- Whisk together the flours, baking soda, xanthan gum, salt, and spices in a medium bowl. Add the orange zest and mix in well.
- Add the dry ingredients to the wet in small quantities, beating on low speed until well combined.
- Drop tablespoon-sized amounts of dough onto the lined baking sheets.
- Bake for 10-12 minutes until the edges are golden brown.
- Let cool for 5 minutes on the trays and then transfer to wire racks to cool completely.
- A big chunk of the prep time for these cookies is zesting and juicing an orange (though that may just be me and my lack of experience with zesting). That can be reduced by buying dried orange zest and orange juice instead. I didn’t have enough of the former in my baking cabinet to try a batch of the cookies with dried over fresh but I think a one-to-one substitution would work fine. You won’t get any of the fancy-looking strips of orange peel on the surface of your cookies though.
- Coconut oil is shelf-stable at room temperature, you don’t need to store it in the fridge, and thus it’s conveniently already “softened” and requires no particular pre-warming. The consistency should still require some scooping but the oil should be pliable; if you’re able to pour it out of the jar it’s melted and that’s going to mess with the consistency of your final product, and if it’s so hard you have to carve it out of the jar with a knife then it needs softening. The problem with coconut oil is that it gets everywhere; once you get some on your fingers it will end up on every kitchen implement you own (even the ones in drawers). This is particularly so when trying to squish it into a 1/2 cup measuring cup so with my first batch I measured what 1/2 cup comes to and it’s 110g. On my second batch I put my mixing bowl on my kitchen scale and portioned out 110g straight into the bowl; much less of a mess that way.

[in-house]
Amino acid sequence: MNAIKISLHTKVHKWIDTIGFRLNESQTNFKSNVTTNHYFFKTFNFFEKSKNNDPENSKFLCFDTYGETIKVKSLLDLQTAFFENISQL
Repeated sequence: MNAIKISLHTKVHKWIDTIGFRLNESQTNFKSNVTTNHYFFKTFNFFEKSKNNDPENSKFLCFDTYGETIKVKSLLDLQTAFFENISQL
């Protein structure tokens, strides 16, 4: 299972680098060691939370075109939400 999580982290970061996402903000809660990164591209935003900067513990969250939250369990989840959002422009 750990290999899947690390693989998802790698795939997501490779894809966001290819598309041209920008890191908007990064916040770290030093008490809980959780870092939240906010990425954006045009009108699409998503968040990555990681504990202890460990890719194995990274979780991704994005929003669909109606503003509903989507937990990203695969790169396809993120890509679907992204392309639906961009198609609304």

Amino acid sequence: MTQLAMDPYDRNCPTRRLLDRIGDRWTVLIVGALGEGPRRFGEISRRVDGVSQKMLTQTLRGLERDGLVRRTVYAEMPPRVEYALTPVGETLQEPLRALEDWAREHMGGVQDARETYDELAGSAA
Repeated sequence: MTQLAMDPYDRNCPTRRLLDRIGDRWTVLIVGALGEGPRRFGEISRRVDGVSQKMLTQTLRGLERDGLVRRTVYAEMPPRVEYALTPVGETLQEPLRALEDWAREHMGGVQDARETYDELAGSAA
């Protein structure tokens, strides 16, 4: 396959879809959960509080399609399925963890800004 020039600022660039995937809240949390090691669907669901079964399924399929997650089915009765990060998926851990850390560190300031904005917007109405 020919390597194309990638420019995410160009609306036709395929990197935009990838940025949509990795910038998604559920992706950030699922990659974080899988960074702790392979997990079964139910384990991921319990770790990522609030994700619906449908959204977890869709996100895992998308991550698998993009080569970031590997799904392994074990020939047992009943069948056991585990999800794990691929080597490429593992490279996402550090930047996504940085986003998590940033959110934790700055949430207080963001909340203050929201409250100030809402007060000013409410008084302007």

- Check my Step-by-Step photos below for what kind of orange gets you 2 tbsp of orange juice. I happened upon some frighteningly large oranges at the supermarket and so half of one got me 1/4 cup (4 tbsp) of juice. The whole orange yielded 2 tbsp of zest.
- Having not tried to make these with an all-purpose blend I can’t say if your mileage would vary, but out of curiosity I weighed the flours and came up with 9.4 oz total. By the general rule of thumb 4.5 oz of gluten-free flour substitutes for 5 oz, or 1 cup, of all-purpose wheat flour, so unfortunately this recipe doesn’t translate cleanly. That being said, if you’re not able to track down the flours listed above I’d suggest going with 2 cups of all-purpose wheat flour. In that case you won’t need the xanthan gum, which is one of those gluten-free substitutes that tries to make up for the binding that naturally comes from gluten in wheat flour. If you do try these with wheat flour, let me know how it works out!